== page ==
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World’s best curlers … in the house

I don’t know if you’ve heard or not, but there’s a pretty big event coming to the city this month. It’s called the World Women’s Curling Championship, and it brings together 13 of the best teams in the world in one spot.

I heard someone last week describe it as the 13 best teams in the world, and I was thinking that’s not quite accurate. I don’t know which of the 13 teams coming here to start play March 14 would be seeded lowest, but I have a feeling there are a number of Canadian teams who won’t be there who could beat them.

Canada has a reputation for being probably the best curling country in the world. We may not always have the world champion wearing our colours, but if you look at the, say, top 10 or top 20 ranked teams, Canada will have more than any other country.

It is safe to say, though, that at no time did I ever threaten to break into that esteemed company. I curled a couple of seasons back in Alberta, playing what we called “Town and Country Night” curling. It was basically getting in touch with the organizer, telling her you were free Friday evening for curling, and letting her make up the teams.

It was a good system, since she usually had a pretty good idea of the skill levels of each player and could make the teams fairly even. It also gave the curlers, like me, a chance to play with different people almost every week.

It was fun. The different skips I had figured out fairly quickly not to give me any real tricky shots, but to give me a shot where, if I missed it, there was a chance for a good shot.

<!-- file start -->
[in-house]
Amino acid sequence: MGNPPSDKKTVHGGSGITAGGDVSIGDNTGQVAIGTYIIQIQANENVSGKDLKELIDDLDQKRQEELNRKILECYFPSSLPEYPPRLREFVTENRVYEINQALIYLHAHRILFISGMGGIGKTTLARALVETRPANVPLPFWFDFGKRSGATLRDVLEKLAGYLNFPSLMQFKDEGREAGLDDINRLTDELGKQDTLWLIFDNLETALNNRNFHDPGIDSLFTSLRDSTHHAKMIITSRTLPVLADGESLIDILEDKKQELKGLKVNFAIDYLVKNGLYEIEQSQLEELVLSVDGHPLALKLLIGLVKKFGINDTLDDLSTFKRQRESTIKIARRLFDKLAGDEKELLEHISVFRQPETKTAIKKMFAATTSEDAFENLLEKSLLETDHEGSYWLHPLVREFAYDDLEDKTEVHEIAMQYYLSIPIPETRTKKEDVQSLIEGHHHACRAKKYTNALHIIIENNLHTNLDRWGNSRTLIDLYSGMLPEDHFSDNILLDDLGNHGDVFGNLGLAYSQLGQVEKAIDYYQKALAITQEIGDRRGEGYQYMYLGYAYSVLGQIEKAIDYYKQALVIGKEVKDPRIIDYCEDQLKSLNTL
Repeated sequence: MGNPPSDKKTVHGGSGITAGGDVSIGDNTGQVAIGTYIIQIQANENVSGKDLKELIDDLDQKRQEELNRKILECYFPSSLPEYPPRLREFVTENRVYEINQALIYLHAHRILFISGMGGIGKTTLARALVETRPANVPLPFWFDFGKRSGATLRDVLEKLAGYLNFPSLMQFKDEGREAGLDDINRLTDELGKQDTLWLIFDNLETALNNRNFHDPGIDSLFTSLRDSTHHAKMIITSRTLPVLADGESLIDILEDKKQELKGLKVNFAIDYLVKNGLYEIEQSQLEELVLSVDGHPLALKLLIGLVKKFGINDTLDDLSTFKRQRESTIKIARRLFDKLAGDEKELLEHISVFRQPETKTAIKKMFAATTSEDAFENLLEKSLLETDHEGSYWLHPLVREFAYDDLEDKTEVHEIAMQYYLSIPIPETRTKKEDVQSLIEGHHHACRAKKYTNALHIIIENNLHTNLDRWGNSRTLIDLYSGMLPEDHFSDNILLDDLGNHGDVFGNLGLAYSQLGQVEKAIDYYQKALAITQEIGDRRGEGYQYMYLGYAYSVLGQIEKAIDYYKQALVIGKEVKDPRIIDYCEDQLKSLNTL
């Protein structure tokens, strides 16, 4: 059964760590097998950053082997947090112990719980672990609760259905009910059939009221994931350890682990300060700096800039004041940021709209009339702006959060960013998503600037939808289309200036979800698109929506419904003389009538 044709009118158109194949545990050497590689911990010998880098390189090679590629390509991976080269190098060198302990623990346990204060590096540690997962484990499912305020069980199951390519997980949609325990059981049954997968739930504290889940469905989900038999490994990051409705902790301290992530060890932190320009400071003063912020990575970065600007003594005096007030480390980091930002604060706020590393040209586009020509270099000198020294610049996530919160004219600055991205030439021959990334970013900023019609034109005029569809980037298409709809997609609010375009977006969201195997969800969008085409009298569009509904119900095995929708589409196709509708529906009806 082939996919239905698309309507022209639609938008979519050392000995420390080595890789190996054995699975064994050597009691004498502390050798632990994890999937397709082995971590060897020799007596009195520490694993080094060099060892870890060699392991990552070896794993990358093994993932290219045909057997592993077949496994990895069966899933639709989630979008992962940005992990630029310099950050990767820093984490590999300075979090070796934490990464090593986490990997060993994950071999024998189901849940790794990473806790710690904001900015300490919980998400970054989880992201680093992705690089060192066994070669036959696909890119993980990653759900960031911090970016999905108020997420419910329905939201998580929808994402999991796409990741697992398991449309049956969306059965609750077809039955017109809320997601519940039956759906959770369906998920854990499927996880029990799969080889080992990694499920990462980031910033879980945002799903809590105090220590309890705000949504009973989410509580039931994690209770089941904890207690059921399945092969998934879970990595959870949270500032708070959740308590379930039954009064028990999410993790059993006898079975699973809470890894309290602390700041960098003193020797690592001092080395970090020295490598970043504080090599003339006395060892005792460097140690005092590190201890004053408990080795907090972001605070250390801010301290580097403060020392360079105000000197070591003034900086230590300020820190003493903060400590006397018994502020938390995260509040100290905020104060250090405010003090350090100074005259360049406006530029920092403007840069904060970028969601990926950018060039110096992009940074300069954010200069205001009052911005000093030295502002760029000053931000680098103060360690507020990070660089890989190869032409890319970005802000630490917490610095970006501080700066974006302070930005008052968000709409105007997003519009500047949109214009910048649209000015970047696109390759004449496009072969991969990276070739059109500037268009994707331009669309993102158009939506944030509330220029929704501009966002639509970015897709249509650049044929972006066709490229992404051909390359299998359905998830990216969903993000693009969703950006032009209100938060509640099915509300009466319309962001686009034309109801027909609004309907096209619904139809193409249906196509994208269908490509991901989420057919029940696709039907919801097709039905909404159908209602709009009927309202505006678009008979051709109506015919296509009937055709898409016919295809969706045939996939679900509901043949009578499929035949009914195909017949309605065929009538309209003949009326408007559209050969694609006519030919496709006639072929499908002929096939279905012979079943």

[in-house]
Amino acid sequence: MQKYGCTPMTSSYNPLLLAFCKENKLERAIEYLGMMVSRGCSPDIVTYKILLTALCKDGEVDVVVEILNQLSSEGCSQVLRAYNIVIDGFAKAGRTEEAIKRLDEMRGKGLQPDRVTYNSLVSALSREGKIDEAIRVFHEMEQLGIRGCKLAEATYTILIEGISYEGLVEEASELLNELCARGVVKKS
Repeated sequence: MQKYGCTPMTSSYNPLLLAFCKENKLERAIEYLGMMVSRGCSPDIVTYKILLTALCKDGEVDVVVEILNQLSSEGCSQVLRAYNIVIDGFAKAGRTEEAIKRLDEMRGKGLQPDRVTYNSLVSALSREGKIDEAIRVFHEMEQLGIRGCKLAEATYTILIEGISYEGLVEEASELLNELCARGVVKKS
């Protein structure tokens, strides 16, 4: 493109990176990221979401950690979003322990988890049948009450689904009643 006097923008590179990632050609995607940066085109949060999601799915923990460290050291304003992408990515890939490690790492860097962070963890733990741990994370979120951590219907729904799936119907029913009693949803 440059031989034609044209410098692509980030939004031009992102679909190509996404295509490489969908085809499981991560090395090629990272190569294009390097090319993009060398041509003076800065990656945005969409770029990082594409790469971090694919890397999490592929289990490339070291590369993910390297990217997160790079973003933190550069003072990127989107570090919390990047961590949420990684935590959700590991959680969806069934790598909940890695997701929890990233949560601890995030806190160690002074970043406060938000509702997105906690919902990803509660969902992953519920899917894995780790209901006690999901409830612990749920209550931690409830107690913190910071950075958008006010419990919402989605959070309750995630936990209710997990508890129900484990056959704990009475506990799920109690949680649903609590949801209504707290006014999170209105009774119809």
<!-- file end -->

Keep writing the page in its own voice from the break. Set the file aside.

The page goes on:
I did make those accidental good shots on a semi-regular basis.

I was reminded of that last week when I had the chance to do a phone interview with Shannon Birchard, who will be here as part of Team Canada for the Worlds.

During the chat, I told her I had seen a YouTube video of her first shot at the 2018 Worlds. She was there as the alternate player for Team Canada, represented by Jennifer Jones. In the video, she comes sliding out of the hack, and suddenly slips and goes down to the ice, but she still makes the shot.

When I remind her of the shot, Shannon laughs.

“I came down for the fifth-end break to talk with the team, and suddenly Kaitlyn (Lawes) tells me I’m taking over for her for the rest of the game.”

Shannon wasn’t prepared for this, but that wasn’t the problem.

“Kaitlyn gave me her broom,” she says, “and it was a different make to what I usually use. It sat on the ice a bit differently and caught something as I slid out.”

She wasn’t hurt when her leg kind of folded under her, and can laugh about it now.

As I watched the video, I was thinking, “That looks like the way I used to curl. Have things go completely wrong, and still make a decent shot.”

Of course, I wasn’t doing my curling at the world-championship level.

Or on YouTube.

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